What components are needed for Gaming PC?

Ready to assemble your computer, but don’t know the minimum system requirements to play your favorite games? This guide takes you through the latest features of gaming PC.

Guide to the best features for a gaming PC

Choosing the best features for your gaming PC will depend on your budget, the games you play, the desired graphics quality, and of course the appearance of the components.

No matter which components you choose, they will all work together to produce a smooth and realistic playing experience. The choice of components is essential, because by selecting them wisely, you will reduce jerkiness and latency, while improving the cooling of your system.

Keep your budget in mind when selecting parts for your future machine. Stick to the amount you set for a PC with an optimal price / performance ratio. It is strongly recommended not to buy a very powerful component and to skimp on the others, because the latter will limit the performance of your computer.


Most games require multithreaded workloads, so you will need to choose a processor with multiple cores that can run multiple threads simultaneously. Don’t get carried away too fast, you won’t need more than 4 cores. If your budget is tight and you don’t plan to play with the best graphics possible, two cores will be more than enough. To play in Full HD, you will need a processor with a frequency above 2.5 GHz. The best current consumer processors are the i5 and i7, the latter being the most powerful.

If you plan to overclock your machine, we must remind you that this operation will increase its power consumption and internal temperature. Be sure to take these parameters into account when choosing additional power and cooling devices. Before moving on to the next step, check that your current processor, or the one you plan to buy, is overclockable. You will also need an overclockable motherboard.

Motherboard – Your motherboard must be equipped with a socket compatible with your processor. It should also support the type, frequency, capacity, format, and number of RAM modules you plan to equip your computer with. Also pay attention to the number of expansion slots and USB ports it offers, and make sure they meet your needs. Most motherboards come with an Ethernet / LAN port, but if you prefer a wireless connection, you will need a port for the wireless adapter. Some high-end models offer direct wireless connectivity through a built-in Wi-Fi card.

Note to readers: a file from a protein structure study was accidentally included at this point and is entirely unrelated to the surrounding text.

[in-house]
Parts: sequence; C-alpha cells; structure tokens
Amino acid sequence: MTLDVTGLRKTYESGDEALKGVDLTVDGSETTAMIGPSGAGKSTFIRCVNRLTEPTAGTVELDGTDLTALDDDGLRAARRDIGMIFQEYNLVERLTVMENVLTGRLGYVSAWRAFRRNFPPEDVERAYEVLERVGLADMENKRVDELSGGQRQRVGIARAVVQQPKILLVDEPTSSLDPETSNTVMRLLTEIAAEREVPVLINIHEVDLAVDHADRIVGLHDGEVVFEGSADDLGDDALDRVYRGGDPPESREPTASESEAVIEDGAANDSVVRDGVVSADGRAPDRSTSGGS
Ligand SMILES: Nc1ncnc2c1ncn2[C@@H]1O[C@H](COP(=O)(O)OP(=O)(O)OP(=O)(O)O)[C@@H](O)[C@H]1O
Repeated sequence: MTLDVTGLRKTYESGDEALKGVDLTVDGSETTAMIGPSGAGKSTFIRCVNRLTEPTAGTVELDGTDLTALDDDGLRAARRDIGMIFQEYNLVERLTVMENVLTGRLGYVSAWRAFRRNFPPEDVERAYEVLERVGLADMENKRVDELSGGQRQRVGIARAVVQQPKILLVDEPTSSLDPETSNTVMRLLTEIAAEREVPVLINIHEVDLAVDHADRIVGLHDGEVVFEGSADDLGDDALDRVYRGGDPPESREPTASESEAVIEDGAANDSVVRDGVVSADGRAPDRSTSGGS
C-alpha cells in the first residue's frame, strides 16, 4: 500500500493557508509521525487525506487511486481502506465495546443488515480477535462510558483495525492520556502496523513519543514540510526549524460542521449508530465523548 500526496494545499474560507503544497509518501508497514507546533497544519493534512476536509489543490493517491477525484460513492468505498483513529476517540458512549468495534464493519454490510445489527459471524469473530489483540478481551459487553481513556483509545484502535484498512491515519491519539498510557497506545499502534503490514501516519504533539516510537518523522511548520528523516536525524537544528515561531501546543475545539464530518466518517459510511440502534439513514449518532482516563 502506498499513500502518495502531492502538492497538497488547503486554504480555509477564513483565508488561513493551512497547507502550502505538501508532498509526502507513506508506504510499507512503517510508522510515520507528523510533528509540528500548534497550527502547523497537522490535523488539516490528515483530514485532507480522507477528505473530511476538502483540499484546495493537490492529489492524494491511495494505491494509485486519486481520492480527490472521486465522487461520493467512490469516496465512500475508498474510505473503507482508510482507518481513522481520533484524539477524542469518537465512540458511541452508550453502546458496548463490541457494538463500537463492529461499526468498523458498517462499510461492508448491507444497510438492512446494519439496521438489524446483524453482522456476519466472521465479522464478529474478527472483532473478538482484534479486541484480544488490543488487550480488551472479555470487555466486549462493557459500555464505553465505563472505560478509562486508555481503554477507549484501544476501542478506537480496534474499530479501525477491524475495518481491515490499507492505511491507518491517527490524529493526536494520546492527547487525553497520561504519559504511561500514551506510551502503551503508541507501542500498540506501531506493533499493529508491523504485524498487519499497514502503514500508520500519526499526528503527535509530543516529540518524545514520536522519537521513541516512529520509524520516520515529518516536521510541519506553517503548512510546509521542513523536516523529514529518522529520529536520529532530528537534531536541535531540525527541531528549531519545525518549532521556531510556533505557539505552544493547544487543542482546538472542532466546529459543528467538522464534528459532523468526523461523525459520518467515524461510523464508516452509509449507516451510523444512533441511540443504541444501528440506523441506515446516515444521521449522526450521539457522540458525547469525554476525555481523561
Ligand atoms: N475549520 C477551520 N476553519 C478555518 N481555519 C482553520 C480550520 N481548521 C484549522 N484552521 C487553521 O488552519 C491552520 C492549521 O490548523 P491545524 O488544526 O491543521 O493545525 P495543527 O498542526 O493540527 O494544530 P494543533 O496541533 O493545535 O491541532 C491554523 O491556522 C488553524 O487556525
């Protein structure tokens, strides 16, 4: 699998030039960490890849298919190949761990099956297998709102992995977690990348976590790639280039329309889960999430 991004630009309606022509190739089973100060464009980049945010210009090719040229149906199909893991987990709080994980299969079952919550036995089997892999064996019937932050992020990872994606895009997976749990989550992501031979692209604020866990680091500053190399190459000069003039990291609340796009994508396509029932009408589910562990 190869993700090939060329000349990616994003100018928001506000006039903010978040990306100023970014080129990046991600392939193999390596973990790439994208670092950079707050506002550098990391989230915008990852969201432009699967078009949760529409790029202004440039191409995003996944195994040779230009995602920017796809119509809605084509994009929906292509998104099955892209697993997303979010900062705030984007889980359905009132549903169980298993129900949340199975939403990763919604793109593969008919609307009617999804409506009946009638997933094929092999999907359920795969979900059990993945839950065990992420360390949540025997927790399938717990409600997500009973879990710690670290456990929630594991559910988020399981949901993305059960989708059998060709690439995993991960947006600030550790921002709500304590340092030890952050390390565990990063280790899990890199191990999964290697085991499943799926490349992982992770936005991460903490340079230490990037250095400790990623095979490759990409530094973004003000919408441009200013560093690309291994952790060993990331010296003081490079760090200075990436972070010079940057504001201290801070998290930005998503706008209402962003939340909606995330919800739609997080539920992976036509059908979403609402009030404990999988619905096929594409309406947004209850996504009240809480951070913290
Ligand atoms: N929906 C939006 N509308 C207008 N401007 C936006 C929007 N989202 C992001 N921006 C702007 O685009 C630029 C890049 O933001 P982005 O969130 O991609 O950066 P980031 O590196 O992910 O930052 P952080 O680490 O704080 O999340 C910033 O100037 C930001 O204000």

If you plan to equip your machine with two graphics cards, there are specific criteria to take into account. First, your motherboard must be SLI ™ (for NVIDIA ® cards ) or Crossfire (for AMD Crossfire ™ cards) compatible to make the two graphics cards work together. Using two graphics cards in a single machine is no small feat, and without the right drivers and software the task is nearly impossible. The presence of two graphics processors may increase the power consumption of your computer tenfold, and generate more noise and heat. Such a configuration will therefore have a significant impact on your cooling strategy, but also on the general appearance of your machine.

Most sound cards built into motherboards are more than sufficient. You hardly ever need an additional sound card for gaming.

RAM – There are different types of RAM, so you will need to choose the one that matches the specifications of your motherboard. Almost all recent motherboards are compatible with DDR3 and DDR4 modules. The format of each type of memory is different, so it is not possible to accidentally insert incompatible RAM into a motherboard. These two types of memory are physically different. The maximum RAM capacity of your computer will be limited by the number of memory slots present on your motherboard. For gaming, 16 GB will be more than enough. However, if you plan to work on a lot of software simultaneously, host virtual machines, or perform intensive tasks, you may need to equip yourself with 32 GB of memory.

Storage disk (HDD / SSD)

For storing your data, you have the choice between a hard drive and an SSD. If you choose a hard drive, you should go for a model suitable for gaming operating at 7200 rpm and having 8 or 16 MB of cache. Its interface (ATA, PATA, or SATA) must match that of the motherboard. Most of the time, 250 to 500 GB of storage will be sufficient for gaming. Go to the most famous brands. You’ll get what you pay for, so steer clear of cheap hard drives that might cause problems after a while.